WALLER, Texas — 18 years ago, the world came to halt for millions of Americans who experienced or watched the attacks on Sept. 11 unfold.
Today, a generational gap grows between those who can pinpoint where they were on that day and those who were too young to remember.
A local high school military program is teaching students who weren’t even born yet about the events of that day.
For example, the drill team is one of the many elements of Waller High School’s Junior ROTC program. The group remembered the victims and heroes on the 18th anniversary.
“I always think it isn’t real," said Taryn Wilkins, a cadet 1st Lieutenant in the JROTC program. "Like, I just look at it and that couldn’t have happened here.”
It’s a lesson that’s being taught to them through history books and through those who witnessed it in person or on TV.
U.S. Air Force retired Lt. Col. Byrl Engel is the program’s instructor.
“I did notice that out of 125 cadets that we now have signed up in junior ROTC only five, five of those 125 were born," he said.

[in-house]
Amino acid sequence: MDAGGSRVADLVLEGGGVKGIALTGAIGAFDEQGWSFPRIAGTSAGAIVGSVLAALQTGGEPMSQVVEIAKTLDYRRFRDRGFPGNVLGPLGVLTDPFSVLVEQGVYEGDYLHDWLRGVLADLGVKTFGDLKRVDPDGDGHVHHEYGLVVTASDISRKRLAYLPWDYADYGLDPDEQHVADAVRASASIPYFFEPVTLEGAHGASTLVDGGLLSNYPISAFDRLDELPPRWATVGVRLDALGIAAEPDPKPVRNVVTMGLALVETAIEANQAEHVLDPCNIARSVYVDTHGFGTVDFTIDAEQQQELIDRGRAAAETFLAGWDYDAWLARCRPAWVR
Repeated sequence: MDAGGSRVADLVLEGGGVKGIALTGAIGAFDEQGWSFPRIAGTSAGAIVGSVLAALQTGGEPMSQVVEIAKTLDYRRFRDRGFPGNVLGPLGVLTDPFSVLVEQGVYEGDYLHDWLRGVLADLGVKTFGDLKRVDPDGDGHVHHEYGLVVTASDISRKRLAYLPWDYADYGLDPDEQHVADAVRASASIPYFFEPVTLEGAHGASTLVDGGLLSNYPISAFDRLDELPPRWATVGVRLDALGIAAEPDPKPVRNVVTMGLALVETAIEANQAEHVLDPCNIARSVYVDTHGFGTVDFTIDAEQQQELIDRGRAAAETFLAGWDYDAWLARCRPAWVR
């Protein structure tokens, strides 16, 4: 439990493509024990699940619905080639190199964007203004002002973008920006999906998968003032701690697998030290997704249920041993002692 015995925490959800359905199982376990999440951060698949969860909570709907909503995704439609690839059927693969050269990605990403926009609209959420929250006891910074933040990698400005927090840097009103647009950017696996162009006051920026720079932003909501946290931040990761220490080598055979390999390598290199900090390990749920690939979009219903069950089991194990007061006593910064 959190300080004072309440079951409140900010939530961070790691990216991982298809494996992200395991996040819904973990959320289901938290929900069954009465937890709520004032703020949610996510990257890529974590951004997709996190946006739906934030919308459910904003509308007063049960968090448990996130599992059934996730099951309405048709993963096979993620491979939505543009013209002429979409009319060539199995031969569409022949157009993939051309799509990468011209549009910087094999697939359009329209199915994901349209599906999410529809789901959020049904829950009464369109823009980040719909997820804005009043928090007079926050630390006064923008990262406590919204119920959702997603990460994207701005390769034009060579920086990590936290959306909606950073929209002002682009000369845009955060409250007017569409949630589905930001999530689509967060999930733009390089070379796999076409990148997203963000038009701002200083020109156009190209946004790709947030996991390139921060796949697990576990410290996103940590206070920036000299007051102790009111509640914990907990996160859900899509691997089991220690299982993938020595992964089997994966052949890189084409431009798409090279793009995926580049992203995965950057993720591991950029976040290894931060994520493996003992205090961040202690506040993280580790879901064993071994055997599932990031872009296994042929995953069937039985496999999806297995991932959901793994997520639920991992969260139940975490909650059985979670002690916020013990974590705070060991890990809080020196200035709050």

“What I’ve learned most about it that it’s just one of those -- it’s just something that we need to keep in our memory and it needs to stay alive," said William Capt, a Waller High cadet captain. "If you forget something, you’re doomed to repeat it. What I’m learning mostly is just how much respect they deserve because a lot of them died, lost their lives or got really sick from the incident.”
The horrific images from 18 years ago haunt those who are old enough to remember the attacks.
“Just watching the events of 9/11 unfold on the television, it’s something, I mean, that’s etched in your memory no matter if you were in the military or not for the rest of your life," Lt. Col. Engel said.
While a post-9/11 era is all these cadets have ever known, they try to absorb everything that took place that day to make sure the victims and heroes are never forgotten.
“I feel like it’s really hard to fathom any of that stuff happening now with all the security we have, but just looking back on how my parents react to this day, it kind of hurts to watch them," Wilkins said.
“I think that’s also kind of important to say, ‘Hey, this is a real thing that’s happened. This is the consequences from what happened,'" Capt said.